(2014) Cell Adh Migr 8: 460-7
MeSH Terms: Cell Line, Cell Movement, Collagen, Guanine Nucleotide Exchange Factors, Heterocyclic Compounds, 4 or More Rings, Humans, Immunohistochemistry, Myosin Type II
Show Abstract · Added January 20, 2015
Cell migration is fundamental to a variety of physiological processes, including tissue development, homeostasis, and regeneration. Migration has been extensively studied with cells on 2-dimensional (2D) substrates, but much less is known about cell migration in 3D environments. Tissues and organs are 3D, which is the native environment of cells in vivo, pointing to a need to understand migration and the mechanisms that regulate it in 3D environments. To investigate cell migration in 3D environments, we developed microfluidic devices that afford a controlled, reproducible platform for generating 3D matrices. Using these devices, we show that the Rho family guanine nucleotide exchange factor (GEF) Asef2 inhibits cell migration in 3D type I collagen (collagen I) matrices. Treatment of cells with the myosin II (MyoII) inhibitor blebbistatin abolished the decrease in migration by Asef2. Moreover, Asef2 enhanced MyoII activity as shown by increased phosphorylation of serine 19 (S19). Furthermore, Asef2 increased activation of Rac, which is a Rho family small GTPase, in 3D collagen I matrices. Inhibition of Rac activity by treatment with the Rac-specific inhibitor NSC23766 abrogated the Asef2-promoted increase in S19 MyoII phosphorylation. Thus, our results indicate that Asef2 regulates cell migration in 3D collagen I matrices through a Rac-MyoII-dependent mechanism.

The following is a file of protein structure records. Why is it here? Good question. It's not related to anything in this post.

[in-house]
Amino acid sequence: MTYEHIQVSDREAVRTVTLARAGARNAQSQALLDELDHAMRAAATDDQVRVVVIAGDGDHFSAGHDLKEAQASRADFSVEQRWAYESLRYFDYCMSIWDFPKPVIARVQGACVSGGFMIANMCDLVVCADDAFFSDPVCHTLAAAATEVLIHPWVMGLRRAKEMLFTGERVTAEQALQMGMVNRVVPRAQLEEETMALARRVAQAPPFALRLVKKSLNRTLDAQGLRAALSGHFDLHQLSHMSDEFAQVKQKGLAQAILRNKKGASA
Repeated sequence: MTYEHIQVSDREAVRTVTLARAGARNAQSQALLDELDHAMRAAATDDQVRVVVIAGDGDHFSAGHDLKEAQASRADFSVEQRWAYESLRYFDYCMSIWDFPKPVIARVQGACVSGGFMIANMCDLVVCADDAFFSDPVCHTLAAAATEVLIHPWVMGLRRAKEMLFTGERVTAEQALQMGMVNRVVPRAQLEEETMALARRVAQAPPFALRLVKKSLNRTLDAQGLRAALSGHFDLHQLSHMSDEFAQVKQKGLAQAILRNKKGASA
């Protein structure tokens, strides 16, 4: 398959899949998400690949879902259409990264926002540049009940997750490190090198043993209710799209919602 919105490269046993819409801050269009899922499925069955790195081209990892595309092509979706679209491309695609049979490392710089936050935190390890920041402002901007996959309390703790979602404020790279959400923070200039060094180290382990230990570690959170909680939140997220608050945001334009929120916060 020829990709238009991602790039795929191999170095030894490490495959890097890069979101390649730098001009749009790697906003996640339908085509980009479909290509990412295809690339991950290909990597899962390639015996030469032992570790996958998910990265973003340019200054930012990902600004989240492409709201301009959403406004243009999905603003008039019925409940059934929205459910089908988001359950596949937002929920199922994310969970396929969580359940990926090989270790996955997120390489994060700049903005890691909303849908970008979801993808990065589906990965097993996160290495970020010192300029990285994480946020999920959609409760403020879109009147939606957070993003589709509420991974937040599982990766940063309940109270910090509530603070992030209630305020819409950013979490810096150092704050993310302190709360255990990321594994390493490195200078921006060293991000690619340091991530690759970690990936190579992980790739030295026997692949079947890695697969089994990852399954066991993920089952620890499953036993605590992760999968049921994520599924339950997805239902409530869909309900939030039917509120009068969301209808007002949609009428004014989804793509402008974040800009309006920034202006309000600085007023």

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8 MeSH Terms
p120-catenin-dependent junctional recruitment of Shroom3 is required for apical constriction during lens pit morphogenesis.
Lang RA, Herman K, Reynolds AB, Hildebrand JD, Plageman TF
(2014) Development 141: 3177-87
MeSH Terms: Actomyosin, Adherens Junctions, Animals, Catenins, Cytoskeleton, Gene Deletion, Gene Expression Regulation, Developmental, Genotype, Lens, Crystalline, Mice, Mice, Transgenic, Microfilament Proteins, Morphogenesis, Nonmuscle Myosin Type IIB, Time Factors
Show Abstract · Added December 3, 2014